3.3 Repaying lottery distributors from the 2012 London Olympics
In 2007 the government diverted £675m in lottery revenues from National Lottery good causes to pay for infrastructure on the Olympic Park. £425 million of the £675m would otherwise have been distributed by the Big Lottery Fund (now the National Lottery Community Fund), mostly to small charities and community groups doing crucial work across the country. The remainder was taken from other lottery good causes such as heritage and arts. It was agreed that these funds would be repaid after the Games using the proceeds of asset sales on the Olympic Park. However, thirteen years later a fraction of that money has been paid back.
The government statements over the years have said that asset sales will take place over a period of decades, ‘potentially’ to be completed by 2030/31. Given the devastating effects of the COVID19 pandemic, charities and community groups across the UK need this money now, not in 2030.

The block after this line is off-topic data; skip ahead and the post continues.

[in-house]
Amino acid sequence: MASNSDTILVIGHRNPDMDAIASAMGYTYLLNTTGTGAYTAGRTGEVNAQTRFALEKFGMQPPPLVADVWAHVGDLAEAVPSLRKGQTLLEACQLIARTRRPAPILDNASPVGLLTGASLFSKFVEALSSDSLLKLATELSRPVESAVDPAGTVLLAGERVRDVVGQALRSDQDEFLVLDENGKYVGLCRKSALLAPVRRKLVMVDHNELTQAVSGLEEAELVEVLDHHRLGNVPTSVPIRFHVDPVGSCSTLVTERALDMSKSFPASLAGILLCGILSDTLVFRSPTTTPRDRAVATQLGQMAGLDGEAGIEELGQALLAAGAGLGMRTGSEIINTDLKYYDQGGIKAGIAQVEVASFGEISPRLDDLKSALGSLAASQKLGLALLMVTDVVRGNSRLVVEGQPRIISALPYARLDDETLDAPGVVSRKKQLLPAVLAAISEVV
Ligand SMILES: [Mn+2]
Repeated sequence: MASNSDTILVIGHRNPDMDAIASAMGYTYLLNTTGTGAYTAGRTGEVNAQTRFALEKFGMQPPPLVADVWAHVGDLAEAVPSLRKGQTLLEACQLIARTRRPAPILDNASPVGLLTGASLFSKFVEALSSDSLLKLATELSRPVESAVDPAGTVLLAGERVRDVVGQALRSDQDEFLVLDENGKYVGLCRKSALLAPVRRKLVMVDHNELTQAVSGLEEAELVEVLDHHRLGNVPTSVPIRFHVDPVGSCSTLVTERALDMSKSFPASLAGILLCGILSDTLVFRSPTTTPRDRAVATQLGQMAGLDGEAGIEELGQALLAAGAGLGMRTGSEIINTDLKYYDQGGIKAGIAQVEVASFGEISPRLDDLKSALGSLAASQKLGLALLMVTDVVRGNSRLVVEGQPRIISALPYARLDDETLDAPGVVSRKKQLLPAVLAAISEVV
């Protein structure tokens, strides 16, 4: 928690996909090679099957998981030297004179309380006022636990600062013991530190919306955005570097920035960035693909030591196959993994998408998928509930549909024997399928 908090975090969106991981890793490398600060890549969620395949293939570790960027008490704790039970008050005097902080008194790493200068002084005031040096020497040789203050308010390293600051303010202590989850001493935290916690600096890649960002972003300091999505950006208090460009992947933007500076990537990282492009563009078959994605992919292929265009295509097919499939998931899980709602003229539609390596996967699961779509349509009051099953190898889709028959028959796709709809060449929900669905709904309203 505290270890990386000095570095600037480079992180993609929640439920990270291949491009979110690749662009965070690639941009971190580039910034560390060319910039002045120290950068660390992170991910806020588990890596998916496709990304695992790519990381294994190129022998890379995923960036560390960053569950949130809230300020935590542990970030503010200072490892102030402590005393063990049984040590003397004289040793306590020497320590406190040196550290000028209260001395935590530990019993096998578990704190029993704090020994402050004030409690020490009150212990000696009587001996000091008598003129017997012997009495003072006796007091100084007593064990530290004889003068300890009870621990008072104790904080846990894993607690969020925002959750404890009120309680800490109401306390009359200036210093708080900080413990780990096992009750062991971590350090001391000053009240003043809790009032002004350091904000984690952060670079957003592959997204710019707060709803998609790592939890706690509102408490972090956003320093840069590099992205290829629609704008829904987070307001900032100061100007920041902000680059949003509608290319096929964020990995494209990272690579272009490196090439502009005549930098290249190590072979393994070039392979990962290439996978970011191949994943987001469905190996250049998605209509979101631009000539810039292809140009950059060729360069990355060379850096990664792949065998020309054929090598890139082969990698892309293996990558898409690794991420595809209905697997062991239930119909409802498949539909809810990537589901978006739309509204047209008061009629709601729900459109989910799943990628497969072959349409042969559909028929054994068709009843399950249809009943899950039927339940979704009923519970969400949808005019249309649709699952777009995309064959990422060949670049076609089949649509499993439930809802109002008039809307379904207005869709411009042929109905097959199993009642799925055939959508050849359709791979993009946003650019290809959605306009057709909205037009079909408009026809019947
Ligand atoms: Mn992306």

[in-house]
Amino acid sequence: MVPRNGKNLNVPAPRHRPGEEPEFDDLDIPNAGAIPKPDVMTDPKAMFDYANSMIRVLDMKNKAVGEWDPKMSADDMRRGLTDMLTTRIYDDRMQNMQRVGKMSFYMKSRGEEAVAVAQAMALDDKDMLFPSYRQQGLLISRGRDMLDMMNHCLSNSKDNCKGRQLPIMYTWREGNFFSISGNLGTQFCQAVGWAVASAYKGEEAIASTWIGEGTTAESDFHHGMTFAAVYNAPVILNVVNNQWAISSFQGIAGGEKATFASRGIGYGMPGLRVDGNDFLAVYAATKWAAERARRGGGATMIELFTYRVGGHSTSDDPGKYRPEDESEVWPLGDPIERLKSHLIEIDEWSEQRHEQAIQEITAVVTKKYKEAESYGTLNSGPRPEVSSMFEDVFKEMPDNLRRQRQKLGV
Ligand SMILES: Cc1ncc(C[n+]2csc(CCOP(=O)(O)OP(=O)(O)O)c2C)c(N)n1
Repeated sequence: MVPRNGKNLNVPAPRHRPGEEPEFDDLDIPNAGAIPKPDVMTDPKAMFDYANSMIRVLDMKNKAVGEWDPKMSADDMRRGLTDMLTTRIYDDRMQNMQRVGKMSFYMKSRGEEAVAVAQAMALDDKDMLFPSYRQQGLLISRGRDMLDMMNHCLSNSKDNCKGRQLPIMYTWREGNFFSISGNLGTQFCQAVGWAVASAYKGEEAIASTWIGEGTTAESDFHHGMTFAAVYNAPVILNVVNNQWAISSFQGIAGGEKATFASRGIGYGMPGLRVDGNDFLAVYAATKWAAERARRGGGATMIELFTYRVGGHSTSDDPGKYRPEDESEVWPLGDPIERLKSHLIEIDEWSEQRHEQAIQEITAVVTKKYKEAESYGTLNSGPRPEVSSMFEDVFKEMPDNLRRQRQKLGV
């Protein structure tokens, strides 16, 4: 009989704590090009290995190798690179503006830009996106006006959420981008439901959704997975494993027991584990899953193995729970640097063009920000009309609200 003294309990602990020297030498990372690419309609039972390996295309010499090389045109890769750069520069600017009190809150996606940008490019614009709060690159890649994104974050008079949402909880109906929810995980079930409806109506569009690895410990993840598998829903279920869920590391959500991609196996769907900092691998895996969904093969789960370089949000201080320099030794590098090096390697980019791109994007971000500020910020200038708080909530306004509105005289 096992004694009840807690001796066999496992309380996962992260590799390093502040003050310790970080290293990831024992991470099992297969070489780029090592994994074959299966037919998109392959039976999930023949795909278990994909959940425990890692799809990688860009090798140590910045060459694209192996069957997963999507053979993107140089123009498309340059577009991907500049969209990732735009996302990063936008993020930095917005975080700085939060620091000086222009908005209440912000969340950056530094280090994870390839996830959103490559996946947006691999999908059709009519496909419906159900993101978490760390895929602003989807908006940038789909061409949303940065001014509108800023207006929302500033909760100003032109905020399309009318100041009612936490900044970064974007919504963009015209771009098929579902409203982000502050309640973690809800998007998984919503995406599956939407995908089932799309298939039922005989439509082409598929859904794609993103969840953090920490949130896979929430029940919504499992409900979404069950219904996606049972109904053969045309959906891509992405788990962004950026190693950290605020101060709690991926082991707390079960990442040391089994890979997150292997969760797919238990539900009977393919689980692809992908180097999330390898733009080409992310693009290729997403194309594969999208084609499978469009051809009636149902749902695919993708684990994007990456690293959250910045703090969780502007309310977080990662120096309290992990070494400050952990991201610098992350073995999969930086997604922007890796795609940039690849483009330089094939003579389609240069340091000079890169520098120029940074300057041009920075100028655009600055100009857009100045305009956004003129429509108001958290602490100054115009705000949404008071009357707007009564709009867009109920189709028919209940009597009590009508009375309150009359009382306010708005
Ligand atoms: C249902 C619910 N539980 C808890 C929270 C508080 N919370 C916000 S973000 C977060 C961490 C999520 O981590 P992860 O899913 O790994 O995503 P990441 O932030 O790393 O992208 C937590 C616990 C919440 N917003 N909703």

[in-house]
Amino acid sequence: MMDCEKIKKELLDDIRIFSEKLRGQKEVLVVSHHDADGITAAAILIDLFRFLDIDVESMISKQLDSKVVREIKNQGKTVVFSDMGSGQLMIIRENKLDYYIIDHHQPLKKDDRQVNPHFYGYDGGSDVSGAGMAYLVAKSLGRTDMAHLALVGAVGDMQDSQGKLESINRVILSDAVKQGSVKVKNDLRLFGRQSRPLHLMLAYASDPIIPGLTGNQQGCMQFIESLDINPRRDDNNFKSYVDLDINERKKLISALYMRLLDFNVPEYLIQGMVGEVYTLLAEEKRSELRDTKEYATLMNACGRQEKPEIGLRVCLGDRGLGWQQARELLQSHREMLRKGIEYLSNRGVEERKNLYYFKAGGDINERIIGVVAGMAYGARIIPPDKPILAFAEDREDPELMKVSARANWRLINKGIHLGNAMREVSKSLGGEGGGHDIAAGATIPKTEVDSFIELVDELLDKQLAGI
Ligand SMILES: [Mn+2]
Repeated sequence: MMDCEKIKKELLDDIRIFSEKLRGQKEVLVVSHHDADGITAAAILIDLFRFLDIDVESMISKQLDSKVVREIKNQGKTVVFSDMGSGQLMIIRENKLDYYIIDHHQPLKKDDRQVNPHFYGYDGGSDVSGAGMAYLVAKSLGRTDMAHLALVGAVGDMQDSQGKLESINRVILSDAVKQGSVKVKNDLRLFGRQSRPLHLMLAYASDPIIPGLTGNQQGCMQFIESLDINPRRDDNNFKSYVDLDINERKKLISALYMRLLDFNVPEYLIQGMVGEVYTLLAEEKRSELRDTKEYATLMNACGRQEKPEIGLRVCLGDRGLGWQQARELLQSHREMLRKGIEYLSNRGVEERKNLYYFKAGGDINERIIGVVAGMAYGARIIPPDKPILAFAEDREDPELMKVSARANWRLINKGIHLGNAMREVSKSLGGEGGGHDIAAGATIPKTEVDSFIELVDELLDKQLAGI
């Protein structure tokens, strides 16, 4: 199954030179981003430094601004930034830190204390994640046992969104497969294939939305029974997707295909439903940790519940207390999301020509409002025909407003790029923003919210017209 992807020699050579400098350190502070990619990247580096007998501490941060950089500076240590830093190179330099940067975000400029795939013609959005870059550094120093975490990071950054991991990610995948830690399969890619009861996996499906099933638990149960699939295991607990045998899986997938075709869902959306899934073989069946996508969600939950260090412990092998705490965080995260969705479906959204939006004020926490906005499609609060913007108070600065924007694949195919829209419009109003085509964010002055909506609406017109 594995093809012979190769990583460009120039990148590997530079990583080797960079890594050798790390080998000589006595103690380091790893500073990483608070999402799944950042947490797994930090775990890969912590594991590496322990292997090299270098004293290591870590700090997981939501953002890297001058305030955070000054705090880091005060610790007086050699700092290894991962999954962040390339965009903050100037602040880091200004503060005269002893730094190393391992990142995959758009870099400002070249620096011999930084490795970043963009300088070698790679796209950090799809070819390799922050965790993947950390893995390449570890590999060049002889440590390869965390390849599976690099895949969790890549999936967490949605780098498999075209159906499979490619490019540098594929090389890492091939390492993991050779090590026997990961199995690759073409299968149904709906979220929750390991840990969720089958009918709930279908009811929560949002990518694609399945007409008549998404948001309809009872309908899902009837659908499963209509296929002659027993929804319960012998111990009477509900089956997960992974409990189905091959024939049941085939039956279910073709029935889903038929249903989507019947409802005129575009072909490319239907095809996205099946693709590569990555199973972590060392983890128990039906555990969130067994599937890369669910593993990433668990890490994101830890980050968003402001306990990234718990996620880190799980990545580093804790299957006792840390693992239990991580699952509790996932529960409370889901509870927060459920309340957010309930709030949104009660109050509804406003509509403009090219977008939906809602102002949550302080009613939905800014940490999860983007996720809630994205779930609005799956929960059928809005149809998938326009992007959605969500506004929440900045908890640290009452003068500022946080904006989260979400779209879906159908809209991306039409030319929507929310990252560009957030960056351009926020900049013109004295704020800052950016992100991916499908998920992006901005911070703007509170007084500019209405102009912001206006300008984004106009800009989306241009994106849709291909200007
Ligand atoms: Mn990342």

We believe that a solution could be reached wherein the Treasury would pay back £675m to the Lottery distributors in full now, and in turn renegotiate the ‘London Settlement’ to take on the role of ‘creditor’ against the future sales of Olympic assets. Making these funds available to address urgent social need now would be hugely beneficial, potentially funding thousands of vital projects in communities across the UK.
4. Ensure effective and efficient distribution of the Shared Prosperity Fund
The coronavirus crisis has had a severe impact on the country’s labour market, with the low paid and the young bearing the brunt of the impact. As we emerge from the Covid-19 pandemic and start to rebuild the economy, investing in employment and skills programmes that seek to address economic inequalities within and between communities will be paramount.